Wednesday, November 2, 2011

Uncertainty: certainly will put you to sleep


thanks to unifi, i now have the privilege to watch indie films at the comforts of home. nice!

i've been wiki-ing on Joseph Gordon-Levitt's past works and this guy sure got a lot of indie movies under his belt. though masses do tend to identify him with Inception (smooth!), (500) days of summer (lovable!) and ten things i hate about you (dorky!), just to name a few, i believe that his other work also warrant some peeking into.

so i watched 'uncertainty'. some movie that focus on this couple, kate (Lynn Collins) and bobby (JGL) on the crossroads of making life-changing decisions on the eve of fourth of July. kate is an aspiring actress waiting for a break but somehow is 11 weeks pregnant. whilst bobby has a job of which i'm not sure what but he knows how to fix computers.

the movie explores the idea of the uncertainty principle which brings the movie to be split into 2 set of events moving in complete opposite direction but somehow, helping the couple to decide on what to do for their future. kate and bobby are at some bridge where they each choose opposing paths ahead of them. at the end of the bridge, kate got into a taxi that has bobby in it with a misplaced handphone wanted by mobs, whilst on the other end of the bridge, bobby runs off into a green van driven by Kate en route to her family's home.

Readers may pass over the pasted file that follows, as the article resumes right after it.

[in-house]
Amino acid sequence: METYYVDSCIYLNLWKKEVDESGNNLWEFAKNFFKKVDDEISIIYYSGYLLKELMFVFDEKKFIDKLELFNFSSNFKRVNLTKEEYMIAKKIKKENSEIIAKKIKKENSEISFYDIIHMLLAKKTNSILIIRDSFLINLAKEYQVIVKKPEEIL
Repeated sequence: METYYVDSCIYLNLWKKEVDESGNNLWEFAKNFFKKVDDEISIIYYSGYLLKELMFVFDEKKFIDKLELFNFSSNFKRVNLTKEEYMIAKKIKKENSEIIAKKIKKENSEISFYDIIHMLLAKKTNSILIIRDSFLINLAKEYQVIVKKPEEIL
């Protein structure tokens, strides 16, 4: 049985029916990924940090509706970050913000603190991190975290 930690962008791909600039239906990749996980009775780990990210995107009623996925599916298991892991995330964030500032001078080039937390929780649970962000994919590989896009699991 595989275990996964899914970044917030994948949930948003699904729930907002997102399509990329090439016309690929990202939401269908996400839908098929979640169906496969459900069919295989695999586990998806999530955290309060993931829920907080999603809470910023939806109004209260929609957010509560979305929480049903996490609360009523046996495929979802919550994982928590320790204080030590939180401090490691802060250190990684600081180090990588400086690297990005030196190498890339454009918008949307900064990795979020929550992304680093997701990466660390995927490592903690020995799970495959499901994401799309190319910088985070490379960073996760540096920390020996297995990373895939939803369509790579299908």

kate's path is more eventful with the chasing by the mobs and yada-yada when bobby decided to pass the handphone for a price. as for bobby's path, it's much sombre and only punctuated by family dramas during the couple brief stay for kate's family dinner.

all in all, i think the movie is pointless. boring. no wonder wiki doesn't have much to say about it. but here's some explanation given by wiki regarding the uncertainty principle that this movie based on:

In quantum mechanics, the Heisenberg uncertainty principle states a fundamental limit on the accuracy with which certain pairs of physical properties of a particle, such as position and momentum, cannot be simultaneously known. In other words, the more precisely one property is measured, the less precisely the other can be controlled, determined, or known

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